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Excessive amounts may raise blood pressure, cause fluid retention and should be avoided during pregnancy and by anyone with heart or kidney ailments. Prolonged use may cause hypertension, edema, headache, vertigo and potassium depletion, also sodium and fluid retention.1 Do not use if you have a history of stroke or if on digoxin. Products that contain licorice as a flavoring, such as chewing tobacco, have also been implicated in cases of toxicity. Hypersensitivity reactions to glycyrrhiza containing products have also been noted.

Actions: Accelerate the healing of gastric ulcers. Secretolytic and expectorant effects. Antispasmodic action.

Use: For catarrhs of the upper respiratory tract and gastric/duodenal ulcers.

Contraindications: Cholestatic liver disorders. Liver cirrhosis. Hypertonia. Hypokalemia. Severe kidney insufficiency. Pregnancy.

Side Effects: With prolonged use and higher doses, there may be sodium and water retention and potassium loss, accompanied by hypertension, edema, and hypokalemia, and myoglobinuria (rare).

Cautions: Other drugs (such as thiazide diuretics) may increase potassium loss. Sensitivity to digitalis glycosides increases with the decrease in potassium.

Duration of Administration: Do not use longer than 4 - 6 weeks without medical advice. There is no objection to using licorice root as a flavoring agent up to a maximum daily dosage equivalent to 100 mg glycyrrhizin.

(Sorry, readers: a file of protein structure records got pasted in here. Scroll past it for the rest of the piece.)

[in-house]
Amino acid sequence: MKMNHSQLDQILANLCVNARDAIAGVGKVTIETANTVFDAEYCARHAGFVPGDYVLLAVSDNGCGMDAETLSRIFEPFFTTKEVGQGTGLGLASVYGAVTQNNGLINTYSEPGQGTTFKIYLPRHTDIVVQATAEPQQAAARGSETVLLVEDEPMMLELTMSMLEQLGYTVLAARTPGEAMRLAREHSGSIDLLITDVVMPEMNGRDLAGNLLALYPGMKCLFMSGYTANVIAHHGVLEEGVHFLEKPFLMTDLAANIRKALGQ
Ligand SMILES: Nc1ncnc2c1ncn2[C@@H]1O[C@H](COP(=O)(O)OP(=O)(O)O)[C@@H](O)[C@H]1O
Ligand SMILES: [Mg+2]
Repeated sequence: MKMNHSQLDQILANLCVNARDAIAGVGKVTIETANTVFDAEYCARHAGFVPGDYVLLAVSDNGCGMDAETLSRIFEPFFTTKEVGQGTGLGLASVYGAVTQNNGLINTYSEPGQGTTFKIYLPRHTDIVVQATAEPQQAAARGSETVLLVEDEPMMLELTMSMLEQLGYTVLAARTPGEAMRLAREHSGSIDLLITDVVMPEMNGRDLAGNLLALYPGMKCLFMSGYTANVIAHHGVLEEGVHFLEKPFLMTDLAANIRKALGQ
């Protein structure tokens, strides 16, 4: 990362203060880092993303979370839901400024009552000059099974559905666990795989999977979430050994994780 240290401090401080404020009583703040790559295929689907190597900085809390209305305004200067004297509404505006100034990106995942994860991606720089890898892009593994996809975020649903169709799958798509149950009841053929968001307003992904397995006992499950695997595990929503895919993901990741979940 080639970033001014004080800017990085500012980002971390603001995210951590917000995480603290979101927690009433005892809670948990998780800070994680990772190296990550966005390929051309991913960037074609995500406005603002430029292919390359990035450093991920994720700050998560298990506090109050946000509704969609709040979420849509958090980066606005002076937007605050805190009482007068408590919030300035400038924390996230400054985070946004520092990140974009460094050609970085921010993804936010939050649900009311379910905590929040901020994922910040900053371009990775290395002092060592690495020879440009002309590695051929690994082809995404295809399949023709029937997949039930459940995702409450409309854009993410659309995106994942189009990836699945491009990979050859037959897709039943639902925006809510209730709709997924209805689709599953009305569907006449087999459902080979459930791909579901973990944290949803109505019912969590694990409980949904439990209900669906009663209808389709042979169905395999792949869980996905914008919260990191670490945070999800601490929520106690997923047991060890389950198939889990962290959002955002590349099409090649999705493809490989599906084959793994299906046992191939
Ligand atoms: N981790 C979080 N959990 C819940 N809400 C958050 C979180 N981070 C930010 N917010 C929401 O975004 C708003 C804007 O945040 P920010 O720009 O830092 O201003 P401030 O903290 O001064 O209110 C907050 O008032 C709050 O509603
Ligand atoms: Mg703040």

Source for the above reference: http://neuro.vetmed.ufl.edu/Alt_med/Library/Monograph/licorice.html

1 Sigurjonsdottir HA, et al, J Human Hyper ten 1995;9(5):345-348

More Reference Material:

  1. Cook, M. K. and Gorminger, B. H., International Symposium on Sweeters (ed. Inglett, G. E.), Avia. Publ., Westport, Conn., 1974, pp. 19–24.
  2. Beil W, Birkholz C, Sewing KF. Effects of flavonoids on parietal cell acid secretion, gastric mucosal prostaglandin production and Heliobacter pylori growth. Arzneim Forsch 1995;45:697-700.
  3. Turpie AGG, Runcie J, Thomson TJ. Clinical trials of deglycyrrhizinated liquorice in gastric ulcer. Gut 1969;10:299-302.
  4. Snow J. Monograph: Glycirrhiza glabra Leguminacae The Protocol Journal of Botanical Medicine 1996;Winter:9-14.
  5. van Marle J, Aarsen PN, Lind A, et al. Deglycyrrhizinised liquorice (DGL) and the renewal of rat stomach epithelium. Eur J Pharmacol 1981;72:219-25
  6. Morgan AG, McAdam WA, Pacsoo C, et al. Comparison between cimetidine and caved-s in the treatment of gastric ulceration, and subsequent maintenance therapy. Gut 1982;23:545-51.
  7. Stormer FC, Reistad R, Alexander J. Glycyrrhizic acid in liquorice- evaluation of a health hazard. Fd Chem Toxic 1993;31:303-12.
  8. Murray, MT: Encyclopedia of Nutritional Supplements. Prima Publishing, Rocklin, CA; 1996.
  9. Das SK, Gulati AK & Singh, VP: Deglycyrrhizinated Liquorice in Apthous Ulcers. J Assoc Physicians India 1989;37:647.
  10. Morgan AG et al: Comparison between Cimetidine and Caved-S in the treatment of gastric ulceration and subsequent maintenance therapy. Gut 1982;23:545-551.
  11. Kassir, AZ: Endoscopic controlled trial of four drug regimens in the treatment of chronic duodenal ulceration. Irish Med J 1985;78:153-156.
  12. Turpie AG, Runicie J& Thomson TJ: Clinical trial of Deglycyrrhizinated liquorice in gastric ulcer. Gut 1969;10:299-303.
  13. Rees WDW et al: effect of Deglycyrrhizinated liquorice on gastric mucosal damage by aspirin. Scan J Gastroent 1979;14:605-607.
  14. Tewari SN & Wilson AK; Deglycyrrhizinated liquorice in duodenal ulcer. Practitioner 1972;210:820-825.
  15. M. Paolini et all. Effects of liquoirce and glycyrrhizin on rat liver carcinogen metabloizing enzymens http://147.46.94.112/journal/sej/full/c02_199916_1450105.pdf
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